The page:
Ever wonder how many books you'll have read by the time you die?
We may never know the answer to that question, but we might be able to guess how many we have remaining.
A recent article in Quartz highlights just that in two fascinating graphs. Based on the number of books the average American reads every year (12), the charts show estimates of the number of books men and women can expect to have left in their reading careers.
Commenting on the charts Kira Bindrim the article's author notes:
''The results aren't scary per se'' I'm a 31-year-old ''˜voracious reader'' [50 books per year] and 2 800 books does sound like a lot'' but they are illuminating and worth remembering the next time you're perusing a bookstore. Sure War and Peace is a classic but it may cost you five page-turners in the long run.''
That last line gave me pause. I certainly understand what the author is saying. As a type-A list-oriented person myself it's easier '' and even more satisfying '' to read as many books as possible in order to check them off a list of accomplished tasks. To read a deep lengthy classic slows that process down considerably.
A similar approach is often advanced in today's schools. Many teachers and reading experts are quick to say that they don't care what a child reads just as long as he is reading some book.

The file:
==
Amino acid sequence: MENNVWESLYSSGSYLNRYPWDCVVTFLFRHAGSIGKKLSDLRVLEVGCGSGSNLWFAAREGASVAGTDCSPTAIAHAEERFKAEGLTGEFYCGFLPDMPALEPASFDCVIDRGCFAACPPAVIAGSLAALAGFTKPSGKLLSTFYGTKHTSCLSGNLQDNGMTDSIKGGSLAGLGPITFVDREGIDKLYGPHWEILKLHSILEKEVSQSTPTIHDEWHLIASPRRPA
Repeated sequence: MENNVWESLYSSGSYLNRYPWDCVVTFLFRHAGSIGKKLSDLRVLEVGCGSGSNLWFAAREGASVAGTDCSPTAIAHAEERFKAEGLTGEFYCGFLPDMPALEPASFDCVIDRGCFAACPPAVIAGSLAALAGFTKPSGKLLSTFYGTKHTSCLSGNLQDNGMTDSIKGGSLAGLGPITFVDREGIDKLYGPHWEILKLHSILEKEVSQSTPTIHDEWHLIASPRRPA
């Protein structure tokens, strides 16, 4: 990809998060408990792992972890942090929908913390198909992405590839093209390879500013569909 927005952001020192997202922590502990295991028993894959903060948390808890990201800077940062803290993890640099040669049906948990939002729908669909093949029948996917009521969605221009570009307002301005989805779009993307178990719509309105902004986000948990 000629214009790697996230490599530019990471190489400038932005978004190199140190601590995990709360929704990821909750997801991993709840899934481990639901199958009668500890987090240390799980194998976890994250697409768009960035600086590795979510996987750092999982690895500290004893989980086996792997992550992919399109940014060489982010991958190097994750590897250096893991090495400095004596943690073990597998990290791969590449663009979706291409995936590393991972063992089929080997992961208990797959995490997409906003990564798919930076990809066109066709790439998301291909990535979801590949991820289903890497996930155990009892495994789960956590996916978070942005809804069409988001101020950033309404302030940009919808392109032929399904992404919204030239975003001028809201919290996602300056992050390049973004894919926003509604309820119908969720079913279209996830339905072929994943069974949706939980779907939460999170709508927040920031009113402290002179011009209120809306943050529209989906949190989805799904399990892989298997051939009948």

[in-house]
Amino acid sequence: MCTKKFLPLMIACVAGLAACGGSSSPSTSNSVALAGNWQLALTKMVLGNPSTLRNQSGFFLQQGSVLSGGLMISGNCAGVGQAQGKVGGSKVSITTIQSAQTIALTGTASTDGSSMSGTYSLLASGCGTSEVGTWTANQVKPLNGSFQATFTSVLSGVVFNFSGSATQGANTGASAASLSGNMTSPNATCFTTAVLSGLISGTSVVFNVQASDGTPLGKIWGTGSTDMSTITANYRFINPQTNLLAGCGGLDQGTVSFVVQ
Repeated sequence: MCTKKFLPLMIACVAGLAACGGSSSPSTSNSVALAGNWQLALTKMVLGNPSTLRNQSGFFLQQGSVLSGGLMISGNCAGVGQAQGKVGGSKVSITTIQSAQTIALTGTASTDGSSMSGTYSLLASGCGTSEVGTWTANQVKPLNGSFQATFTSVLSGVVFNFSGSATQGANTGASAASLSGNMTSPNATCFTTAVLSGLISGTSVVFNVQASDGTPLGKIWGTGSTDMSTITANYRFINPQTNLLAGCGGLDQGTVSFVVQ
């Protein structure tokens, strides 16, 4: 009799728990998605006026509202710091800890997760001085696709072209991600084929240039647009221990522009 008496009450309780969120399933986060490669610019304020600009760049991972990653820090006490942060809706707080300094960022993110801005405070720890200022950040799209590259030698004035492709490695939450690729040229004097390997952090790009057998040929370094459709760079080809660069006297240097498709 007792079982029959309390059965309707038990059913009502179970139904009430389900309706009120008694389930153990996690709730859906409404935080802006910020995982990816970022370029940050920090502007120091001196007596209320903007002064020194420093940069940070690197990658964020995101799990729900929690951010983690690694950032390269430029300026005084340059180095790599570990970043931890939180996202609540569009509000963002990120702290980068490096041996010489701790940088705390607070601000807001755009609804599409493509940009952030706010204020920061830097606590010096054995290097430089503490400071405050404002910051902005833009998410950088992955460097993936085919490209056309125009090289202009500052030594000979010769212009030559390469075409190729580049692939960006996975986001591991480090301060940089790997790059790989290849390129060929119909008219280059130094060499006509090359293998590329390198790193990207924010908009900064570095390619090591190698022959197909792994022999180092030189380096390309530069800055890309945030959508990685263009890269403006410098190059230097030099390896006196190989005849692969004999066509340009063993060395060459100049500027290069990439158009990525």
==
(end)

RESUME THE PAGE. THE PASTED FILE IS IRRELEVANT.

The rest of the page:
But that approach runs contrary to what Mortimer Adler the great philosopher educator and book expert once said about reading. As he put it in order for an individual's mind to stretch and grow that mind needs to be challenged:
''If you are reading in order to become a better reader you cannot read just any book or article. You will not improve as a reader if all you read are books that are well within your capacity. You must tackle books that are beyond you or as we have said books that are over your head. Only books of that sort will make you stretch your mind. And unless you stretch you will not learn.''
It's great to encourage both ourselves and our children to read lots of books. But unless we choose titles which encourage mental growth and challenge are we simply wasting our time?
Image Credit: Juliana Dacoregio bit.ly/1ryPA8o
Annie Holmquist is editor of Intellectual Takeout, an online magazine and sister publication of Chronicles.